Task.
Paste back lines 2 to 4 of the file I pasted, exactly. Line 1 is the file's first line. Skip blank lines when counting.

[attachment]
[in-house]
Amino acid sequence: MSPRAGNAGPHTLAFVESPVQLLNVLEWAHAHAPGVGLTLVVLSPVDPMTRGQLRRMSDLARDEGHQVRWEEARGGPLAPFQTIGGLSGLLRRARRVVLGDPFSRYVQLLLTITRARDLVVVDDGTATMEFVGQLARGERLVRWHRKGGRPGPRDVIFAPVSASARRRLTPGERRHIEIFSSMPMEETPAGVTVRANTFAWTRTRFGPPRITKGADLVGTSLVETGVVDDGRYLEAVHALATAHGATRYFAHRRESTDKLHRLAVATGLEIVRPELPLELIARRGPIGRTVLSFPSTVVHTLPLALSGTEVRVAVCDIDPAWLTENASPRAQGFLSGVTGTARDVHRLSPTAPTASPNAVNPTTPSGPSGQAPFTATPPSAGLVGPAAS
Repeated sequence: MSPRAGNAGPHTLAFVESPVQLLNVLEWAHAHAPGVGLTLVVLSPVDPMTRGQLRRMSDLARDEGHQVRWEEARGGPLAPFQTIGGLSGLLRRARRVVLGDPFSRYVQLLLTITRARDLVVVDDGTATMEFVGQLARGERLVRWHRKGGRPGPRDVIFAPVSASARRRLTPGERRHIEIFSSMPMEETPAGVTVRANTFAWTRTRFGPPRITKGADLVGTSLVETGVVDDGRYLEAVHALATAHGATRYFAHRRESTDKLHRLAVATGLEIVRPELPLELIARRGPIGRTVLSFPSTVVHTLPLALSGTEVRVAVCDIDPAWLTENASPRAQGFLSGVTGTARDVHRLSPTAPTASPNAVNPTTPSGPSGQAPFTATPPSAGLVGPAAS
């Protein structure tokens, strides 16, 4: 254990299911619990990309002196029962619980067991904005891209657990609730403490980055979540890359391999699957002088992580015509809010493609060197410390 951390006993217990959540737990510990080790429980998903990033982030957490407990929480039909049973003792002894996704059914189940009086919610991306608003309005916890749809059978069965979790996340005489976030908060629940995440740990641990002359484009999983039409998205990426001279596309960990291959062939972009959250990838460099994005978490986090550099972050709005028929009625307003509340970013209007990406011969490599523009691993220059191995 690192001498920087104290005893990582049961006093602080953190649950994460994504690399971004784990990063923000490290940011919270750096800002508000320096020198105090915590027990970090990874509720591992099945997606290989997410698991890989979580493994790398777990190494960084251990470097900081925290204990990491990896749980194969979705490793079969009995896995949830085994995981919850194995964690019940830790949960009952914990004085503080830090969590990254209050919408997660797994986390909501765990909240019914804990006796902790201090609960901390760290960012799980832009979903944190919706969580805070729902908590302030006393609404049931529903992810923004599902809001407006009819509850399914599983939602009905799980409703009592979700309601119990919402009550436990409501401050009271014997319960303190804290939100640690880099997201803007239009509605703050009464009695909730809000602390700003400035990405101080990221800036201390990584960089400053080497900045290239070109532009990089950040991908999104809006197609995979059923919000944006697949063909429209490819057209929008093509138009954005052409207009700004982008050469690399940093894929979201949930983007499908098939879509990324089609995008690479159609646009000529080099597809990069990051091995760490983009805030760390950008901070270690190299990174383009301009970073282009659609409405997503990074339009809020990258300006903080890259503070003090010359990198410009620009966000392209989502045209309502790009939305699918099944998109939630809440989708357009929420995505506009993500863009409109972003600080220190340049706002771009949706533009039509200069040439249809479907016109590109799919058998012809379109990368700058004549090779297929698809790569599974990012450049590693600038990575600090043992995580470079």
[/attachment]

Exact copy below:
Amino acid sequence: MSPRAGNAGPHTLAFVESPVQLLNVLEWAHAHAPGVGLTLVVLSPVDPMTRGQLRRMSDLARDEGHQVRWEEARGGPLAPFQTIGGLSGLLRRARRVVLGDPFSRYVQLLLTITRARDLVVVDDGTATMEFVGQLARGERLVRWHRKGGRPGPRDVIFAPVSASARRRLTPGERRHIEIFSSMPMEETPAGVTVRANTFAWTRTRFGPPRITKGADLVGTSLVETGVVDDGRYLEAVHALATAHGATRYFAHRRESTDKLHRLAVATGLEIVRPELPLELIARRGPIGRTVLSFPSTVVHTLPLALSGTEVRVAVCDIDPAWLTENASPRAQGFLSGVTGTARDVHRLSPTAPTASPNAVNPTTPSGPSGQAPFTATPPSAGLVGPAAS
Repeated sequence: MSPRAGNAGPHTLAFVESPVQLLNVLEWAHAHAPGVGLTLVVLSPVDPMTRGQLRRMSDLARDEGHQVRWEEARGGPLAPFQTIGGLSGLLRRARRVVLGDPFSRYVQLLLTITRARDLVVVDDGTATMEFVGQLARGERLVRWHRKGGRPGPRDVIFAPVSASARRRLTPGERRHIEIFSSMPMEETPAGVTVRANTFAWTRTRFGPPRITKGADLVGTSLVETGVVDDGRYLEAVHALATAHGATRYFAHRRESTDKLHRLAVATGLEIVRPELPLELIARRGPIGRTVLSFPSTVVHTLPLALSGTEVRVAVCDIDPAWLTENASPRAQGFLSGVTGTARDVHRLSPTAPTASPNAVNPTTPSGPSGQAPFTATPPSAGLVGPAAS
């Protein structure tokens, strides 16, 4: 254990299911619990990309002196029962619980067991904005891209657990609730403490980055979540890359391999699957002088992580015509809010493609060197410390 951390006993217990959540737990510990080790429980998903990033982030957490407990929480039909049973003792002894996704059914189940009086919610991306608003309005916890749809059978069965979790996340005489976030908060629940995440740990641990002359484009999983039409998205990426001279596309960990291959062939972009959250990838460099994005978490986090550099972050709005028929009625307003509340970013209007990406011969490599523009691993220059191995 690192001498920087104290005893990582049961006093602080953190649950994460994504690399971004784990990063923000490290940011919270750096800002508000320096020198105090915590027990970090990874509720591992099945997606290989997410698991890989979580493994790398777990190494960084251990470097900081925290204990990491990896749980194969979705490793079969009995896995949830085994995981919850194995964690019940830790949960009952914990004085503080830090969590990254209050919408997660797994986390909501765990909240019914804990006796902790201090609960901390760290960012799980832009979903944190919706969580805070729902908590302030006393609404049931529903992810923004599902809001407006009819509850399914599983939602009905799980409703009592979700309601119990919402009550436990409501401050009271014997319960303190804290939100640690880099997201803007239009509605703050009464009695909730809000602390700003400035990405101080990221800036201390990584960089400053080497900045290239070109532009990089950040991908999104809006197609995979059923919000944006697949063909429209490819057209929008093509138009954005052409207009700004982008050469690399940093894929979201949930983007499908098939879509990324089609995008690479159609646009000529080099597809990069990051091995760490983009805030760390950008901070270690190299990174383009301009970073282009659609409405997503990074339009809020990258300006903080890259503070003090010359990198410009620009966000392209989502045209309502790009939305699918099944998109939630809440989708357009929420995505506009993500863009409109972003600080220190340049706002771009949706533009039509200069040439249809479907016109590109799919058998012809379109990368700058004549090779297929698809790569599974990012450049590693600038990575600090043992995580470079």